Not really relevant here but it sure was annoying.

    Really, stainless steel would be the way to go, both rubber feet stud and nut, but that's expensive. Going halfway is tempting but maybe it's not good practice really. I like the cap-nut idea, with anti-seize.
    The only thing here is the galling between the stainless nut and stud which without some form of antisieze, is a real problem

    except one manufacturer who said "Copper base anti-seize offers good corrosion protection on all kinds of steel, but not stainless steel"
    It's fine on stainless steel so long as the environment isn't excessive in high(ish) temperatures, above about 300 deg. celsius.
    I worked on a hot well which fed hot, sometimes at boiling point water to a steam boiler. The make-up float valve inside the hot well was all stainless as were the bolts and nuts. We were forever galling the nuts and bolts until we started using the copper based anti sieze. Never galled another bolt and ten years later they are still the same ones...except for a couple of nuts I dropped to the bottom of the tank. I'm sure I will get them out eventually.

    Phil

  5. #20
    Join Date
    Oct 2008
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    N.W.Tasmania
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    Quote Originally Posted by KBs PensNmore View Post
    Just make sure that there's not too much antisieze on there, otherwise it'll hydraulic, and not tighten properly.
    If anything, I'd look at using brass nuts, as that idea seems to work on exhaust manifolds.
    Kryn
    Not sure I would go with brass nuts, corrosion would likely be an issue in a wet environment, not usually a problem with exhausts because they are usually dry. Kopr kote, I think that is how Ampol used to spell the product that they sold, was used by the mining company I worked for on their drill rigs. It enabled the operator to break the joints between steels and between steels and drill bits or reamers. These 40 tonne drill rigs might have the same drill bit and reamer on for months, drilling in hard rock, but the Kop Kote ennabled the joint to be broken reasonably easily most of the time when it was needed to be done.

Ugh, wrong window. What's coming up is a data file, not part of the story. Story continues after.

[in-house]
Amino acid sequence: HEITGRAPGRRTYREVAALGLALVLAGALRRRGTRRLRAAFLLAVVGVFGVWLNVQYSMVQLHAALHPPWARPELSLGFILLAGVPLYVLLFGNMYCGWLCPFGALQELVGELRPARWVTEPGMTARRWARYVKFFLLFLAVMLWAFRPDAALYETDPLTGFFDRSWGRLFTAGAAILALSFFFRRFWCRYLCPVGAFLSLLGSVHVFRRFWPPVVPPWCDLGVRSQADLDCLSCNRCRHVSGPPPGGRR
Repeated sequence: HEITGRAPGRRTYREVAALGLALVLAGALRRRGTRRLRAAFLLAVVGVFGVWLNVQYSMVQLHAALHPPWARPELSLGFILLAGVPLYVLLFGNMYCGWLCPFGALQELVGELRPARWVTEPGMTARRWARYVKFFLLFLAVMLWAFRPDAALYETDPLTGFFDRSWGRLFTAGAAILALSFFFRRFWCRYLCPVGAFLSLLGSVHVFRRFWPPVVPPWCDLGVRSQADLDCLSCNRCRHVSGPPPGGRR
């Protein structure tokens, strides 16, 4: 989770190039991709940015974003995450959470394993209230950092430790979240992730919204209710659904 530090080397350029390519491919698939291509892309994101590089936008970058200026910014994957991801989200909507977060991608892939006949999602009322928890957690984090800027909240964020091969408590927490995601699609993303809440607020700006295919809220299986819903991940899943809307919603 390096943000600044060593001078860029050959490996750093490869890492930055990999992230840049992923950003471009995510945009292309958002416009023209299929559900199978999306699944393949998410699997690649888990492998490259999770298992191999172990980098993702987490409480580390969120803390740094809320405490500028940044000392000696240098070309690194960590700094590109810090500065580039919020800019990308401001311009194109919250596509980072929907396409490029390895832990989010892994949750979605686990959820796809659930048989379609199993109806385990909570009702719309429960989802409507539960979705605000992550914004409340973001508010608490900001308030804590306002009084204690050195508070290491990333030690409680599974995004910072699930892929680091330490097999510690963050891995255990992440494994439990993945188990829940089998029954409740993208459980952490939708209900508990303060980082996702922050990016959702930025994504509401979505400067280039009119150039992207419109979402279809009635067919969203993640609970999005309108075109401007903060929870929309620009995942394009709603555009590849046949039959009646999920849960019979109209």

Getting back to the original issue, that of preventing corrosion on the levelling feet, something which may be worth trying is Denso Tape, an open weave cloth tape impregnated with a greasy wax, something like bees wax, which can be used over the anti seize of your choice, or just used dry, and it will keep those threads like new for years. I think that outfits like Blackwoods would stock it, or perhaps ships chandlers or similar businesses, no idea of the cost because Ihave never bought it myself, but it is a great product IMO.

  6. #21
    Join Date
    Jan 2016
    Location
    Wodonga Vic
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    33
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    366

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    There aren't many things more inert, or as slick as PTFE and the PTFE aerosols (dry lube) getting around claim to have great anti-seize properties DEOX R30 Non-Stick Dry Lubricant with PTFE | Chemtools® Australia I'm not sure if it's of any use in your application but it's another option to consider

    Edit: fixed link